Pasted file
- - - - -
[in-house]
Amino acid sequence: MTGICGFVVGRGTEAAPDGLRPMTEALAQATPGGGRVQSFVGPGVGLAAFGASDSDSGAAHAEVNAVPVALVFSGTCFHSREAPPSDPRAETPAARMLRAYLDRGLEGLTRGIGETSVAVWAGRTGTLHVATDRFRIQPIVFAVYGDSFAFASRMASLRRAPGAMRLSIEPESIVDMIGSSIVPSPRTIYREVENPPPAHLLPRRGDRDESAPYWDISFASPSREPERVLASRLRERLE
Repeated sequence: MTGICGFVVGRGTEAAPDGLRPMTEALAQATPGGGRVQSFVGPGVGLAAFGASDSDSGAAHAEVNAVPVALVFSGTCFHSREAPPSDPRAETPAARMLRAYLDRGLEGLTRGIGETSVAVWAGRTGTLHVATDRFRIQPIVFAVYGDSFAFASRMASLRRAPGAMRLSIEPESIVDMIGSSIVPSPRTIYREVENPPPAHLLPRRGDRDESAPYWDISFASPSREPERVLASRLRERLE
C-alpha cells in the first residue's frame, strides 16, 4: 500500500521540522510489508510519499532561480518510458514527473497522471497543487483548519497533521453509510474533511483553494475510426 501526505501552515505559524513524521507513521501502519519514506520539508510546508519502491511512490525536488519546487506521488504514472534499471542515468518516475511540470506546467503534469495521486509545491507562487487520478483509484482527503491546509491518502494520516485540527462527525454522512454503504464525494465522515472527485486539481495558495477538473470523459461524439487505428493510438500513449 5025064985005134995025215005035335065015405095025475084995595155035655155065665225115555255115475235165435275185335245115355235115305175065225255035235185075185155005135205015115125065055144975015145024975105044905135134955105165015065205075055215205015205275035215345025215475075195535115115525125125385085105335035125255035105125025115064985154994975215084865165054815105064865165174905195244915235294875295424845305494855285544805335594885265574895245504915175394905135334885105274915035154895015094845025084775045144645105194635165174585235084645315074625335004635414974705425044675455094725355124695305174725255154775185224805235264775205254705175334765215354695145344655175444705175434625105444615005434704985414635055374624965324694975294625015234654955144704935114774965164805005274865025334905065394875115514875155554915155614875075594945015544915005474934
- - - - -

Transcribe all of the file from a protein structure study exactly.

[in-house]
Amino acid sequence: MTGICGFVVGRGTEAAPDGLRPMTEALAQATPGGGRVQSFVGPGVGLAAFGASDSDSGAAHAEVNAVPVALVFSGTCFHSREAPPSDPRAETPAARMLRAYLDRGLEGLTRGIGETSVAVWAGRTGTLHVATDRFRIQPIVFAVYGDSFAFASRMASLRRAPGAMRLSIEPESIVDMIGSSIVPSPRTIYREVENPPPAHLLPRRGDRDESAPYWDISFASPSREPERVLASRLRERLE
Repeated sequence: MTGICGFVVGRGTEAAPDGLRPMTEALAQATPGGGRVQSFVGPGVGLAAFGASDSDSGAAHAEVNAVPVALVFSGTCFHSREAPPSDPRAETPAARMLRAYLDRGLEGLTRGIGETSVAVWAGRTGTLHVATDRFRIQPIVFAVYGDSFAFASRMASLRRAPGAMRLSIEPESIVDMIGSSIVPSPRTIYREVENPPPAHLLPRRGDRDESAPYWDISFASPSREPERVLASRLRERLE
C-alpha cells in the first residue's frame, strides 16, 4: 500500500521540522510489508510519499532561480518510458514527473497522471497543487483548519497533521453509510474533511483553494475510426 501526505501552515505559524513524521507513521501502519519514506520539508510546508519502491511512490525536488519546487506521488504514472534499471542515468518516475511540470506546467503534469495521486509545491507562487487520478483509484482527503491546509491518502494520516485540527462527525454522512454503504464525494465522515472527485486539481495558495477538473470523459461524439487505428493510438500513449 5025064985005134995025215005035335065015405095025475084995595155035655155065665225115555255115475235165435275185335245115355235115305175065225255035235185075185155005135205015115125065055144975015145024975105044905135134955105165015065205075055215205015205275035215345025215475075195535115115525125125385085105335035125255035105125025115064985154994975215084865165054815105064865165174905195244915235294875295424845305494855285544805335594885265574895245504915175394905135334885105274915035154895015094845025084775045144645105194635165174585235084645315074625335004635414974705425044675455094725355124695305174725255154775185224805235264775205254705175334765215354695145344655175444705175434625105444615005434704985414635055374624965324694975294625015234654955144704935114774965164805005274865025334905065394875115514875155554915155614875075594945015544915005474934